Hey there, time traveller!
This article was published 24/8/2012 (1400 days ago), so information in it may no longer be current.
Italians love good food and fellowship, and a group of local Italians has been putting those loves together to serve up philanthropic efforts for several years.
The Order Sons of Italy's Garibaldi Lodge, the first lodge of the international order to be organized in Manitoba when it was created in 1984, has donated hundreds of thousands of dollars through the years, thanks to the hard work of their 100 members.
President Justin Bova said most funds are raised through its annual gala dinner.
"Our main goal is philanthropic, which not only benefits the Italian community, but others," Bova said.
"But we're also a social club where we can play cards. Some of my best friends are members I've met through Sons of Italy. We can remember the old culture. It's still important to have a group like this.
"When you look at your last name, you should know what it means."
The Sons give to a who's who of charitable organizations, including the Heart and Stroke Foundation of Manitoba, the Canadian Museum for Human Rights, Victoria General Hospital and St. Paul's High School bursary fund.
As well, the organization also gives to other organizations throughout the year, including Camp Quality Manitoba, Children's Wish Foundation and CancerCare Manitoba Foundation.
The Sons have also supported organizations in the local Italian community, including Holy Rosary Parish, Villa Cabrini and Centro Caboto.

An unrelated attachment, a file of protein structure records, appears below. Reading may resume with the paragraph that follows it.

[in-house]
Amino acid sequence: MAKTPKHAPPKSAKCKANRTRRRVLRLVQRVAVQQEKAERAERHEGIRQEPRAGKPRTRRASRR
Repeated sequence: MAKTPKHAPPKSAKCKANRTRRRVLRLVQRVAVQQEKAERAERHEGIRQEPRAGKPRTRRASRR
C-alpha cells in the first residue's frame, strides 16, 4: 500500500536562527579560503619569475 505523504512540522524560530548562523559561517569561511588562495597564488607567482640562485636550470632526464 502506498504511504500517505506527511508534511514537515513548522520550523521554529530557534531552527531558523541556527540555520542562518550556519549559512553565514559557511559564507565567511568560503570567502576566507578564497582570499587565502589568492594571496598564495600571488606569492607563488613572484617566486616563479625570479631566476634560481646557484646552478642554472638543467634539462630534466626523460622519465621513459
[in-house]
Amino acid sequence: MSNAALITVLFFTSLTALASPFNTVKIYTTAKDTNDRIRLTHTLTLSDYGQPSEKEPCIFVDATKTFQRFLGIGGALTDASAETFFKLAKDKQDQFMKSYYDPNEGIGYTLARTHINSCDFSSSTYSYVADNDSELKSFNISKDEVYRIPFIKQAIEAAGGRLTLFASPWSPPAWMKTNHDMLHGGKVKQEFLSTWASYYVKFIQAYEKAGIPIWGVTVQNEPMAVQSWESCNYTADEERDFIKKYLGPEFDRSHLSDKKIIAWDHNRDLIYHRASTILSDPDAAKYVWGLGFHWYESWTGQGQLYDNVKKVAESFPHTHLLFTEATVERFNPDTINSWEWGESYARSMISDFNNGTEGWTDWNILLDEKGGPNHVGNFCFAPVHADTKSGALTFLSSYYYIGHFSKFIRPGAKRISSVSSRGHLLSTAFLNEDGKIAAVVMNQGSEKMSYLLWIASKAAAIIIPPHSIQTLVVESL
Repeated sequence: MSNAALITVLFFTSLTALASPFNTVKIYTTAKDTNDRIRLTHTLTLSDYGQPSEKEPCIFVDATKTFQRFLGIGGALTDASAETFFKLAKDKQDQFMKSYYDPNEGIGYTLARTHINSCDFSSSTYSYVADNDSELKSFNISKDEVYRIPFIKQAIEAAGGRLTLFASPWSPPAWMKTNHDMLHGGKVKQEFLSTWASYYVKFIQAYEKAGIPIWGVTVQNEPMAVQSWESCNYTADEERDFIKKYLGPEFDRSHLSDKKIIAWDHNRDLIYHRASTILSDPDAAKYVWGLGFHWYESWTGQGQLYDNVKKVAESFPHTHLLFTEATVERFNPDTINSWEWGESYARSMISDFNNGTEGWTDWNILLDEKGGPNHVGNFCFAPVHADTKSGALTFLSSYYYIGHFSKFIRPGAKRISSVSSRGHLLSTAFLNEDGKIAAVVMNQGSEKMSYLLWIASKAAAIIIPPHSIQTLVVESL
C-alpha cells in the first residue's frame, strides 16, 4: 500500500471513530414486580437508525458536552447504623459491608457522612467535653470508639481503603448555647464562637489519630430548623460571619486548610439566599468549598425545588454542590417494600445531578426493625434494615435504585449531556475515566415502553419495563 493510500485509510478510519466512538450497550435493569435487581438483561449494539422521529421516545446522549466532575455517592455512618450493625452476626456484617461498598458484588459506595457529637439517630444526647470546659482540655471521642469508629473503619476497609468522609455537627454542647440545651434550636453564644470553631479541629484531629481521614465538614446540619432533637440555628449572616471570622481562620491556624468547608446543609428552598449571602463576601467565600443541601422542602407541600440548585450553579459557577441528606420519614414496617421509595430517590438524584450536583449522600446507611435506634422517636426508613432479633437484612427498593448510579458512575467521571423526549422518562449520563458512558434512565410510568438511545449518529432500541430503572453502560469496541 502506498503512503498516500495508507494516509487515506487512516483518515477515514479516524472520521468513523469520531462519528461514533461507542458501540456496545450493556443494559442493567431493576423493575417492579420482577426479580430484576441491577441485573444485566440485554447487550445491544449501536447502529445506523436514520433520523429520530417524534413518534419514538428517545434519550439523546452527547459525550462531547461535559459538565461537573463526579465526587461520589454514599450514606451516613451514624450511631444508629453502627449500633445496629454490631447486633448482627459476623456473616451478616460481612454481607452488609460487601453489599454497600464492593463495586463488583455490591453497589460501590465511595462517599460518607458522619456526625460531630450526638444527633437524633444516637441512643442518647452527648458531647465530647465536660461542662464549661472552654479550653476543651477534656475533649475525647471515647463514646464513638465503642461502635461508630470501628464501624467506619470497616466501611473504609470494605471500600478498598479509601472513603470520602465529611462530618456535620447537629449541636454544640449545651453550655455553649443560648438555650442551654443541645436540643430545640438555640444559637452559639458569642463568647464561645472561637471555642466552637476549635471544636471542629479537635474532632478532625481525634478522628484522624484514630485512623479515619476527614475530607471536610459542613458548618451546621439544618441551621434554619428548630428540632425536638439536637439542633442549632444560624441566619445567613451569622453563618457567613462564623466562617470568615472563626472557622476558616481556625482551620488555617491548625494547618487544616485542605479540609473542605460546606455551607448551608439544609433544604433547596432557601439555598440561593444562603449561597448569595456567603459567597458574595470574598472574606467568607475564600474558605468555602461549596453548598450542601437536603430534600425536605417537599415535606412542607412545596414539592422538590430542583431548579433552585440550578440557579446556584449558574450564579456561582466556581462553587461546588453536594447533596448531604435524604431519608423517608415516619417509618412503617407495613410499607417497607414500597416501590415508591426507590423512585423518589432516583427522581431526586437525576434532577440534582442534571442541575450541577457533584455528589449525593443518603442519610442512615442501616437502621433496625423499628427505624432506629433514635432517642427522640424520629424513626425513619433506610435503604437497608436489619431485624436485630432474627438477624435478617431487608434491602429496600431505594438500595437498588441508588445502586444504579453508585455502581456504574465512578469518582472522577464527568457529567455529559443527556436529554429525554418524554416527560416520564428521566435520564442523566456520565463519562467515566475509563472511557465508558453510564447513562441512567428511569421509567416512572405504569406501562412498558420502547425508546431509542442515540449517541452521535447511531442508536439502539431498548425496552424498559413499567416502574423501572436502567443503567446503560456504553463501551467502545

Bova said there are a few restrictions to being a member: You have to be male, at least 18 years of age, and you have to be either Italian or married to an Italian.
There are two other lodges in Manitoba: the Lupa Di Roma Lodge for women and the Leonardo Da Vinci Youth Lodge for youth under 18.
John Giavedoni, a group member, said he probably volunteers about 200 hours of his time to help organize the annual gala.
"It's a lot of work, but at the end, to write a big cheque and have a big impact on a part of the community is great," Giavedoni said.
"With the Sons of Italy, we have a sense of purpose. It's also fun to get together with a group of really good guys. I know that if I had a problem, I'd make a phone call and a bunch of guys would be here -- that's wonderful to know."
Keeping with the dinner theme, Giavedoni said the group held it's sixth annual Christmas Eve Feast last year and brought together 300 adults and children from the West End who need assistance at that time of year. For some, it is their only holiday meal.
Giavedoni said donors were so generous to the feast that there was enough money left to buy more than $1,000 worth of toys to give to the Children's Hospital.
He said the Sons annually sponsor the graduation dinner for Rossbrook House with a meal served by the Sons and cooked by Sorrento's on Ellice Avenue consisting of -- what else? They are Italian after all -- lasagna, choice of salad and garlic bread sticks.
And it's not just through dinners that the group raises and gives away money.
A team of members signed up for the Challenge for Life and raised more than $30,000 earlier this year for CancerCare Manitoba.
"We are proud Italians, but we want to be exemplary citizens first," Bova said.